Program to demonstrate the use of a state variable in a functional component and how to update it accordingly. 

javascript

// Filename - App.js
  
import React, { useState } from 'react';
  
function App() {
    const [click, setClick] = useState(0);
    // using array destructuring here 
    // to assign initial value 0
    // to click and a reference to the function 
    // that updates click to setClick
    return (
        <div>
            <p>You clicked {click} times</p>
  
            <button onClick={() => setClick(click + 1)}>
                Click me
            </button>
        </div>
    );
}
  
export default App;

                    

Output:

React useState Hook example Output

Example 2: React useState Hooks Previous Value

Program to demonstrate the use of the last value while updating the value of the ‘state’ variable. 

javascript

// Filename - App.js 
  
import React, { useState } from 'react';
  
function App() {
    const [click, setClick] = useState(0);
    return (
        <div>
            <p>You've clicked {click} times!</p>
            <p>The number of times you have clicked
                is {click % 2 == 0 ? 'even!' : 'odd!'}</p>
                  
            <button onClick={() => setClick(click => click + 1)}>
                Click me
            </button>
        </div>
    );
}
  
export default App;

                    

Output:

React useState hook example output

Explanation:

In the above example,

  • Arrow function within setClick() receives the previous click value, allowing data manipulations based on the state.
  • Useful for cases where the new state depends on the existing state value.

Updating arrays and object using useState hook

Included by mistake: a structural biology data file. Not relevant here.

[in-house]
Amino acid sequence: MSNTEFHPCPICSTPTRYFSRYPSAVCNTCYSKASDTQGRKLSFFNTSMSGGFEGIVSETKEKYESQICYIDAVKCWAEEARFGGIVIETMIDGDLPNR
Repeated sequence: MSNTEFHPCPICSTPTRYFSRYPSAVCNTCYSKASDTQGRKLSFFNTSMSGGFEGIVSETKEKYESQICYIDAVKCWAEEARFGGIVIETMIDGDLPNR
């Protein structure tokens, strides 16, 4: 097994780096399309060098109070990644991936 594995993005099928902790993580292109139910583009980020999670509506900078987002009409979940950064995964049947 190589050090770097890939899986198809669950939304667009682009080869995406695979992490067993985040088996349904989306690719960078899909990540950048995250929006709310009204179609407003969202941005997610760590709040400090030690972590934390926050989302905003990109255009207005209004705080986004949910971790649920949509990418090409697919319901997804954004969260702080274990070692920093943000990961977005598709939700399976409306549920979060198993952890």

Sometimes we only want part of a state object to be updated instead of the whole state to do that we use the spread operator to fetch previous values and then add the new value

Example 1: React useState Hook Arrays

Program to demonstrate the use of arrays as a state variable (using useState()). 

javascript

// Filename - App.js
  
import React, { useState } from 'react';
  
function App() {
    const [click, setClick] = useState([]);
  
    const addNumber = () => {
        setClick([
            ...click,
            {
                id: click.length,
                value: Math.random() * 10
            }
        ]);
    };
  
    return (
        <div>
            <ul>
                {click.map(item => (
                    <li key={item.id}>{item.value}</li>
                ))}
            </ul>
            <button onClick={addNumber}>
                Click me
            </button>
        </div>
    );
}
  
export default App;

                    

Output:

React useState hook example output

Explanation:

  • 'useState()' behaves differently from ‘setState()' in class components, particularly with arrays.